Cost: €1.50 – €7:00

CHEESE:

The Dutch are very famous for their cheeses ranging from semi-hard or hard cheeses such as Gouda, Edam, and Leyden!
The Dutch are very famous for their cheeses ranging from semi-hard or hard cheeses such as Gouda, Edam, and Leyden!

If you were to ask most people which food items remind them of Holland, as in Switzerland, most people would say cheese!

The Dutch have been making cheese since 800 B.C. and some say, that Holland is the largest cheese exporter in the world!

The Dutch are very famous for their cheeses ranging from semi-hard or hard cheeses such as Gouda, Edam, and Leyden!
The Dutch are very famous for their cheeses ranging from semi-hard or hard cheeses such as Gouda, Edam, and Leyden!

With an average of 21 kilograms per year per person, we can say the Dutch love their own cheese.

Dutch people eat cheese with everything!
Dutch people eat cheese with everything!

In fact, Dutch people eat cheese for breakfast, cheese on sandwiches, cheese for lunch, cheese as a snack, and cheese for supper served with mustard, and a lovely glass of Dutch beer!

The Dutch are very famous for their cheeses ranging from semi-hard or hard cheeses such as Gouda, Edam, and Leyden!
The Dutch are very famous for their cheeses ranging from semi-hard or hard cheeses such as Gouda, Edam, and Leyden!

The Dutch are very famous for their cheeses ranging from semi-hard or hard cheeses such as Gouda, Edam, and Leyden, and as such, the five (5) most traditional cheese markets in Holland can be found in Alkmaar, Edam, Hoorn, Gouda and Woerden.

In fact, you can still see how cheese merchants do business, much as they have done, for more than 600 years! And of course, “Old Amsterdam” cheese which you can get all over Amsterdam!

Cheese Connoissuers in Holland.
Cheese connoisseurs in Holland.

A typical Dutch way of making cheese is to blend in herbs or spices during the first stage of the production process, such as in cheeses with cloves (Friesian Clove), cumin (Leyden cheese), Dutch Farmhouse Cheese with Italian Black Truffle, and even cheese with nettles!

Cheese-tasting is very popular, in Holland!
Cheese-tasting is very popular. In Holland!

Cheese in Holland is exciting!

Cost: €1.50 – €..whatever!

DINNER:

Dutch food & waffles: what to eat in Holland!
Dutch food & waffles: what to eat in Holland!

Traditionally a Dutch dinner would have potatoes with a large portion of vegetables and a small portion of meat with gravy, or a potato and vegetable stew.

Beetroot and red cabbage are important Dutch side-dishes, and can be meals in themselves!
Beetroot and red cabbage are important Dutch side-dishes, and can be meals in themselves!

Vegetable stews are often served with side dishes such as rodekool met appeltjes, otherwise known as red cabbage with apples, or rode bieten, otherwise known as beetroot!

Yum!

Dutch food is also served with a variety of pickles!
Dutch food is also served with a variety of pickles!

They are also served with pickles, including augurken, otherwise known as gherkins, or zilveruitjes, otherwise known as cocktail onions!

A huge meatball with stamppot, otherwise known as a Dutch traditional meal of mashed potatoes and several vegetables, or fruit!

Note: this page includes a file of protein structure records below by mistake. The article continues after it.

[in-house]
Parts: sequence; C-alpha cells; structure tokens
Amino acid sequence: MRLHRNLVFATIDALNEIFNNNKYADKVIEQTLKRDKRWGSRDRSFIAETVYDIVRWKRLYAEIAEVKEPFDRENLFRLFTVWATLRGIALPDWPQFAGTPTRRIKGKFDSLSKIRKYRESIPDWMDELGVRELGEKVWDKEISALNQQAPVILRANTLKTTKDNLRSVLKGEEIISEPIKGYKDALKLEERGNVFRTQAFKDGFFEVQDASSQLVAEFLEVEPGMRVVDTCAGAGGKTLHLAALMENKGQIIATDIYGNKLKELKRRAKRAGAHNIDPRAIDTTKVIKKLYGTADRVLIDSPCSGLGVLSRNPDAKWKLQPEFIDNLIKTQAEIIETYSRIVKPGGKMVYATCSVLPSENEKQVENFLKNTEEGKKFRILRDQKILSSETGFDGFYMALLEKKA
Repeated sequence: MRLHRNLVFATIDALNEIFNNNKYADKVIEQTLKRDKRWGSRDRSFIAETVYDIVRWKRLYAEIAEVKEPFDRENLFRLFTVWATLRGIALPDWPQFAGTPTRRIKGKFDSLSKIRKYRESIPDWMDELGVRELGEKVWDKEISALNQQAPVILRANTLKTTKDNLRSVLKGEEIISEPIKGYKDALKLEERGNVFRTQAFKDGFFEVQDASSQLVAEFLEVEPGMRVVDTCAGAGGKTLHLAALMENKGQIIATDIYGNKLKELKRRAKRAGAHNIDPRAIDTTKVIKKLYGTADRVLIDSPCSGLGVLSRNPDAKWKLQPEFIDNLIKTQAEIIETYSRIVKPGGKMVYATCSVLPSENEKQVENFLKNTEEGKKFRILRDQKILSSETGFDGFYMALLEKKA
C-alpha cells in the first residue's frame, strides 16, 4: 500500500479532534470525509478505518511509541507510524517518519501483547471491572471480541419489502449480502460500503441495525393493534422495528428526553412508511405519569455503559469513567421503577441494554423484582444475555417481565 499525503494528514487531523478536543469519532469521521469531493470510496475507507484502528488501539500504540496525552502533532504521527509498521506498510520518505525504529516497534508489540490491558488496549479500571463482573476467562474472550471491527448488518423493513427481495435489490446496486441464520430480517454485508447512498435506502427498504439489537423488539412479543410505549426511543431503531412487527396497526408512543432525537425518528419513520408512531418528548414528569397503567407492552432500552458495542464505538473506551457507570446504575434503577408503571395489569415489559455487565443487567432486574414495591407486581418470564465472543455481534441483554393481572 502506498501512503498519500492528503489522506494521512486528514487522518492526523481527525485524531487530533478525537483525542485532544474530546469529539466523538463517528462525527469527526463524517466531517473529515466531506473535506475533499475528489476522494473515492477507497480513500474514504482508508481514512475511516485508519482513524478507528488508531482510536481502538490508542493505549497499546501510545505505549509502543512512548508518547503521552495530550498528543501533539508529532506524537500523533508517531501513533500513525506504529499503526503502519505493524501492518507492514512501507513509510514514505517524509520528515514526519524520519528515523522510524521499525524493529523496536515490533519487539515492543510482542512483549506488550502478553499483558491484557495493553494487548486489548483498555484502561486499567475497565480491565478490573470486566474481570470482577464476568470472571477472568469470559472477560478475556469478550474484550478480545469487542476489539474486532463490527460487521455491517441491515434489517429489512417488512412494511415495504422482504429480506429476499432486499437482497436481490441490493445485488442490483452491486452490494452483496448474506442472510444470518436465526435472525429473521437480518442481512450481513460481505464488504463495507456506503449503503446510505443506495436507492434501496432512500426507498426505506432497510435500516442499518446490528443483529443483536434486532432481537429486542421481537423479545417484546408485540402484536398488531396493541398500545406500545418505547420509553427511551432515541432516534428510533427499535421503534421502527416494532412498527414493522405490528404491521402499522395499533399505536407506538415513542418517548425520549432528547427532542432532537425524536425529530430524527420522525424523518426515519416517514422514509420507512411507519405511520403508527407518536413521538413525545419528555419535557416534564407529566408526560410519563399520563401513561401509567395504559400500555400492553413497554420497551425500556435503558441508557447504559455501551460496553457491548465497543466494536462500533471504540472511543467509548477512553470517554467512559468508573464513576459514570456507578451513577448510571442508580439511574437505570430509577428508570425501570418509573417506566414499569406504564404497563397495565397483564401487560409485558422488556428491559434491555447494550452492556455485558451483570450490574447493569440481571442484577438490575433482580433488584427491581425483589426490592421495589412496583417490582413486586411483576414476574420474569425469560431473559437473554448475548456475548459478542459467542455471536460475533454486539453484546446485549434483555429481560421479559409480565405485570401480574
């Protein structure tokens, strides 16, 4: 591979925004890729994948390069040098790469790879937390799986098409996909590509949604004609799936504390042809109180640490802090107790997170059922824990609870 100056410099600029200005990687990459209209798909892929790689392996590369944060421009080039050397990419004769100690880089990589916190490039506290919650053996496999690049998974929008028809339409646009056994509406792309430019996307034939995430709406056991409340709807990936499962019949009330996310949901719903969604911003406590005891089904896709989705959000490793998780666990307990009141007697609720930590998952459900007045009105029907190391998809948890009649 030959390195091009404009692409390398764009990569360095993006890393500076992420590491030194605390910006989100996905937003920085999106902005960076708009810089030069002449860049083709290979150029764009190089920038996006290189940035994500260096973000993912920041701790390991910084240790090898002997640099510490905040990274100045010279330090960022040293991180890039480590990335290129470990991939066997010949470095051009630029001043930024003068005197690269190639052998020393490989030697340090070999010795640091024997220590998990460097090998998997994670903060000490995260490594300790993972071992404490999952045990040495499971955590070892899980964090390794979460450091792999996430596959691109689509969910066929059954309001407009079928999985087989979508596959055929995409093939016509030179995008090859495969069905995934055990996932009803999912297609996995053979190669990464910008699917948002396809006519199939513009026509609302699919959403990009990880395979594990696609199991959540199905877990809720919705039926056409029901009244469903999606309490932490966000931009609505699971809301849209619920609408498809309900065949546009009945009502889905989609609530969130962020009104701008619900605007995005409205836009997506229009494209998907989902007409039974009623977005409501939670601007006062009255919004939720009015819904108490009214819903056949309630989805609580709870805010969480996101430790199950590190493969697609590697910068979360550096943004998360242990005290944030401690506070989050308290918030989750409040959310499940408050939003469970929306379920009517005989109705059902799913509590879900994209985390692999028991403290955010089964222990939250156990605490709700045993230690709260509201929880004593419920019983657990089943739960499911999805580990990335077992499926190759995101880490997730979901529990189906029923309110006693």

A huge meatball with stamppot, otherwise known as a Dutch traditional meal of mashed potatoes and several vegetables, or fruit!

One of the most popular traditional Dutch foods would be stamppot, otherwise known as mashed potatoes with a variety of mashed vegetables!

A Dutch appetizer of marinated seafood and asparagus!
A Dutch appetizer of marinated seafood and asparagus!

But, you know, you don’t have to contend with traditional food, and stodge, you can have “nice food” too. The like of which we had at our quirky Inntel Hotels Amsterdam Zaandam,  in the very nice and interesting windmill-filled town of Zaandam!

A Dutch dinner of guinea fowl, baked fluffy potoatoes, fried mushrooms, and asparagus!
A Dutch dinner of guinea fowl, baked fluffy potatoes, fried mushrooms, and asparagus!

Just look at this succulent guinea fowl!

A Dutch dinner of venison steak stuffed with lightly seared vegetables sprinkled with chocolate oil!
A Dutch dinner of venison steak stuffed with lightly seared vegetables sprinkled with chocolate oil!

Or how about this rather wonderful meal of venison steak?

Delightful!

Cost: €12.00 – €20.00

DESSERT:

Dutch food & waffles: what to eat in Holland!
Dutch food & waffles: what to eat in Holland!

The most popular Dutch dessert is that of the stroopwafel, otherwise known as a waffle!

The most popular Dutch dessert is that of the stroopwafel, otherwise known as a waffle!
The most popular Dutch dessert is that of the stroopwafel, otherwise known as a waffle!

It’s not any old waffle of course, as the stroopwafel originated from the town of Gouda, and was first made during the late 18th or early 19th century!

It was said that a baker invented the Dutch waffle by using leftovers from the bakery, such as breadcrumbs, and sweetening it with syrup.

The most popular Dutch dessert is that of the stroopwafel, otherwise known as a waffle!
The most popular Dutch dessert is that of the stroopwafel, otherwise known as a waffle!

Dutch waffles – the stroopwafel – is made from baked batter and sliced horizontally. Two thin layers of the waffle are filled with special sweet and sticky syrup, otherwise known as the stroop, and put in between.

Occasionally, crushed hazelnuts are mixed with the stroop, and the dough is also spiced with cinnamon.

We also had a Dutch speciality known as vla or vlaai!
We also had a Dutch speciality known as vla or vlaai!

We also had a Dutch speciality known as vla or vlaai!

The word vla was first documented in the 13th century and originally referred to any custard-like substance covering a cake, or any other baked good. The word vlaai is related and has since come to refer to a type of pie filled with either fruit, custard, rhubarb or rice pudding!

The vlaai we had was a sort of mini custard pie, served with whipped cream, and tasty ice-cream!